It does a disservice to Constance Holden to say that her death was "officially ruled an accident." Her death was officially determined to have occurred as a consequence of the injuries she sustained from her encounter with a large military truck. How that truck came to be in contact with her body, and whether that was blamelessly accidental, negligence, involuntary manslaughter (a form of homicide) or something else is for the police investigators to determine, not the Medical Examiner.


Safety is no accident, says Carr

Maryland Delegates Al Carr (D-Kensington) and Bill Bronrott (D-Bethesda) have introduced a bill to replace the word "accident" with "crash" in the state's laws. The House will hold a hearing on the bill this afternoon.

Accident, Maryland. Photo by oh_candy.

The bill would use the word "crash" instead of "accident" where it occurs in the laws of the State of Maryland, such as in the sections requiring police reports after certain types of crashes, requiring drivers to provide insurance information after a crash, etc.

This may seem like a triviality, but it matters. While "accident" has become a common term for these types of vehicular incidents, it also carries a connotation of being beyond the reasonable control of any person.

We have the phrase, "it was just an accident," where "just" in that case implies blamelessness. Some uses of the word "accident" imply a complete lack of agency by the parties as well, such as "chance; fortune; luck: I was there by accident." There's also the phrase "an accident of birth," over which the individual involved has no control.

Merriam-Webster defines "accident" as "an unforeseen and unplanned event or circumstance." While certainly crashes are unplanned and even unforeseen by the parties involved, they are often not unforeseeable; many so-called "accidents" stem from drunk driving, speeding, and poor road design. There are many specific locations and times of day where crashes occur frequently, and while we don't foresee the specifics, we absolutely foresee the general occurrences.

In fact, crash reporting sometimes even uses the term "accident" when there is a clear intention, and the incident is neither unplanned nor unforeseen, such as in those tragic cases where a driver has purposefully run down a cyclist or pedestrian. Those are certainly no accident.

The bill proposes the word "crash." Unlike "accident," "crash" implies nothing about the humans involved. It doesn't suggest that they had no control, but neither does it insinuate that they did. It says nothing about whether the incident was foreseen or not, or foreseeable or not. Vehicles collided; the technical term for this is a "crash." Crashes can be major or minor; they can be entirely happenstance with no blame or they can even be intentional.

"Crash" speaks to the physical event that took place, whereas "accident" speaks to the circumstances. Since exchanging of insurance information, police reports, and the other subjects with which Maryland law concerns itself take place before most facts have been established, using a neutral term like "crash" is the appropriate course of action.

Other jurisdictions have established "neutral language policies" that go beyond this bill. In addition to using neutral terms in laws, some policies ask police to use "crash" in place of "accident" in incident reports and public statements, for example. That would be a good step to take as well, though this bill is a good start. Kudos to Carr and Bronrott for sponsoring this legislation.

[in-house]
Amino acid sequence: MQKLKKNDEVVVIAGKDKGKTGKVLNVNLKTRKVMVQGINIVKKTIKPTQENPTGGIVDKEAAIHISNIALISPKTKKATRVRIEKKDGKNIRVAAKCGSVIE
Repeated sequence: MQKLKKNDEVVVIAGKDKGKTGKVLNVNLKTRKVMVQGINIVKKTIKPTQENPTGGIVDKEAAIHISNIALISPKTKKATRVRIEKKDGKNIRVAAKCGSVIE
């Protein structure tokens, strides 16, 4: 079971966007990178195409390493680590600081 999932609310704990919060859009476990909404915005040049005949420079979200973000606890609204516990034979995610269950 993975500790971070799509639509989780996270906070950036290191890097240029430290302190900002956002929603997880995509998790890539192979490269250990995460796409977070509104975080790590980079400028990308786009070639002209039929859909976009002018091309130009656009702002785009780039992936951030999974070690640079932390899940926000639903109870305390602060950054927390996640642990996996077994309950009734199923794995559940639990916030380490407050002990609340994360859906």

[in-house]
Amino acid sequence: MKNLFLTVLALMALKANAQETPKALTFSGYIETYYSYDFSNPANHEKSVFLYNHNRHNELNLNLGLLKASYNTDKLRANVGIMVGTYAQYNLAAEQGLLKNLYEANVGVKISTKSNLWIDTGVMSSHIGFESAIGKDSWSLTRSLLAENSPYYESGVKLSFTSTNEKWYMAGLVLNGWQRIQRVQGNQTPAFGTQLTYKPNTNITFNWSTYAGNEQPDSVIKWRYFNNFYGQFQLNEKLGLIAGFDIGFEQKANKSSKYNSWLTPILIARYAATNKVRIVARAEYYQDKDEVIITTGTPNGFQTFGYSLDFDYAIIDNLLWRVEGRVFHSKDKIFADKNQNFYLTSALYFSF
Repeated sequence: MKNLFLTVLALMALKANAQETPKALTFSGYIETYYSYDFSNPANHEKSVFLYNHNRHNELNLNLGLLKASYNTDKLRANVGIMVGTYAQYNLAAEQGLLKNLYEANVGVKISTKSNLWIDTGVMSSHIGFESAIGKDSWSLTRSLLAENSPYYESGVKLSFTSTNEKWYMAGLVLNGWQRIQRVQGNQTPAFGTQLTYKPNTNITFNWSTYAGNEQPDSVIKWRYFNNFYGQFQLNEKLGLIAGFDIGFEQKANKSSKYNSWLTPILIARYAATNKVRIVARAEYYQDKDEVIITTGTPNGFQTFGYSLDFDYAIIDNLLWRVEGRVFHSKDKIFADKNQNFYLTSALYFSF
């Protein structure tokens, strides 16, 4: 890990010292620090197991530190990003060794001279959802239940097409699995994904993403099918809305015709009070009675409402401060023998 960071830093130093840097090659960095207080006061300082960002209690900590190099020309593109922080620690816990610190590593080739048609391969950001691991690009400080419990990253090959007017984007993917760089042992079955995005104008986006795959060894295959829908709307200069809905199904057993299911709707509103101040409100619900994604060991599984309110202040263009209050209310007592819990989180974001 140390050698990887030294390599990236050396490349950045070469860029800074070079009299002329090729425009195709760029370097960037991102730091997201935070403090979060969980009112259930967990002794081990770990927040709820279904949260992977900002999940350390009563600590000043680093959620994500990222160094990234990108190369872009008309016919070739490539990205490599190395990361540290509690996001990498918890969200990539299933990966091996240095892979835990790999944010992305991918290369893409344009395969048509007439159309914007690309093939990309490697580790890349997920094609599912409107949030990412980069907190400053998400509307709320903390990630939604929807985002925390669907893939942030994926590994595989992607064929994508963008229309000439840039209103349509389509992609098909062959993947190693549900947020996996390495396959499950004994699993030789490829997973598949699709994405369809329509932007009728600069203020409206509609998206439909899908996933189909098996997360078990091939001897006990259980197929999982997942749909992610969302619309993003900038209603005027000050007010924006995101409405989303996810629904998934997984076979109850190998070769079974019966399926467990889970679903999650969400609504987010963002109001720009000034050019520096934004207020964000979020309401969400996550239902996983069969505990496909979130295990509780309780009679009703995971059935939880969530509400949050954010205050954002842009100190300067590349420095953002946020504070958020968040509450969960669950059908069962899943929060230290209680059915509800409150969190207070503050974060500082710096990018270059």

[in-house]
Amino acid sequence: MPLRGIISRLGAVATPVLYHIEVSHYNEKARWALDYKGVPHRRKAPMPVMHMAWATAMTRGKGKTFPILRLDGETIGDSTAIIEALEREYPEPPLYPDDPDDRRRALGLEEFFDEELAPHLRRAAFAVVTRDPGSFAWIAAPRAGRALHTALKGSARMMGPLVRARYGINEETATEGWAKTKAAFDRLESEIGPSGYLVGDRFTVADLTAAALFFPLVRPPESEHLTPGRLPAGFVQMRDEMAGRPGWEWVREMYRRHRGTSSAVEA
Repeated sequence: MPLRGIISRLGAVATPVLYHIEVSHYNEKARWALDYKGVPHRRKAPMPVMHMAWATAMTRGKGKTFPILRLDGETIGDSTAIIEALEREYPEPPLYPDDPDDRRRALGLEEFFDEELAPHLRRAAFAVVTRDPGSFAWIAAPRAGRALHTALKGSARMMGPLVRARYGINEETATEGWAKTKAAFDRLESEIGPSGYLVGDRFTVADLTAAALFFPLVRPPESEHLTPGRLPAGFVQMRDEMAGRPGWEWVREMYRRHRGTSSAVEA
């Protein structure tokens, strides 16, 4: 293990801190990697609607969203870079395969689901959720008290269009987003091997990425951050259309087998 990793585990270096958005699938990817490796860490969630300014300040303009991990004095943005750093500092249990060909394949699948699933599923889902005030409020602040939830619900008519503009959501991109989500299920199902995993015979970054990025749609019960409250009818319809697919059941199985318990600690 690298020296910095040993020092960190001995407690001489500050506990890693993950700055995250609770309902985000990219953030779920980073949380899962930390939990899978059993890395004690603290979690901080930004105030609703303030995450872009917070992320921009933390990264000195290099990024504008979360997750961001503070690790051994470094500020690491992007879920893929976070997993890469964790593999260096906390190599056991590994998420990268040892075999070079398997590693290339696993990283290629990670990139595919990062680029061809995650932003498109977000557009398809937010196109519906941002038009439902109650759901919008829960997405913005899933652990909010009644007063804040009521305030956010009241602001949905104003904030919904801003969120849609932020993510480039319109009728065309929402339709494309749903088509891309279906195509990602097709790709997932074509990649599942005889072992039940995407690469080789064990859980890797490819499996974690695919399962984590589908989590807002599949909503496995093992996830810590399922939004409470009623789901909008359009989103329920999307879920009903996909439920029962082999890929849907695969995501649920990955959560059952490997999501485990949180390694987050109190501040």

Do we need a name for anti-bike-ism?

Bicycle advocates were surprised and disappointed that Virginia legislators, particularly Republicans, defeated a seemingly innocuous measure to change Virginia's standard for drivers passing cyclists from 2 to 3 feet, to match the practice in most states.

Photo by velobry.

Based on their summary, the bill mainly didn't go down to defeat because legislators thought 2 feet was better. Rather, they perceived cyclists as a group not deserving of any added protections from the law.

Here are some arguments the Virginia Bicycling Federation reported hearing from legislators at the hearing:

  • "Bicyclists are often law breakers, unworthy of any added protection under the law."
  • "Bicyclists are inconsiderate when they delay drivers from getting to their destinations, especially in narrow lanes or roads."
  • "Bicyclists should police themselves before coming in asking for added legal protections."
  • "A 3 ft. passing rule would inconvenience and hazard motorists by requiring them to move into the adjacent or oncoming travel lanes."

Only the last item is actually about the passing distance itself. But even with a 2-foot rule, drivers still have to either get into the adjacent lane, or at least move substantially enough into that lane that they might as well move in entirely.

Many drivers think they can or should pass cyclists by squeezing through in the same lane. That's dangerous and illegal in most places. To pass safely, a driver needs enough room to move over to the adjacent lane, at least temporarily.

More worrisome is the attitude which we hear all the time from letter writers to local newspapers, talking heads, blog commenters, and even legislators, that bicyclists are lawless hoodlums not deserving of any protection from the law.

Yes, some cyclists break laws, and some cyclists ride very recklessly. Of course, many motorists break laws too, like speeding, not stopping at stop signs, not yielding to pedestrians, driving in bike lanes, assaulting each other, pedestrians, and cyclists, yelling at police officers, and more.

That doesn't excuse cyclist misbehavior, but it's also totally unfair to blame all cyclists for the dangerous actions of a few or the mildly illegal actions of many when drivers do the same thing. Most drivers generally act respectfully but do break laws in small ways like speeding, and a few drivers are really bad. Same for cyclists.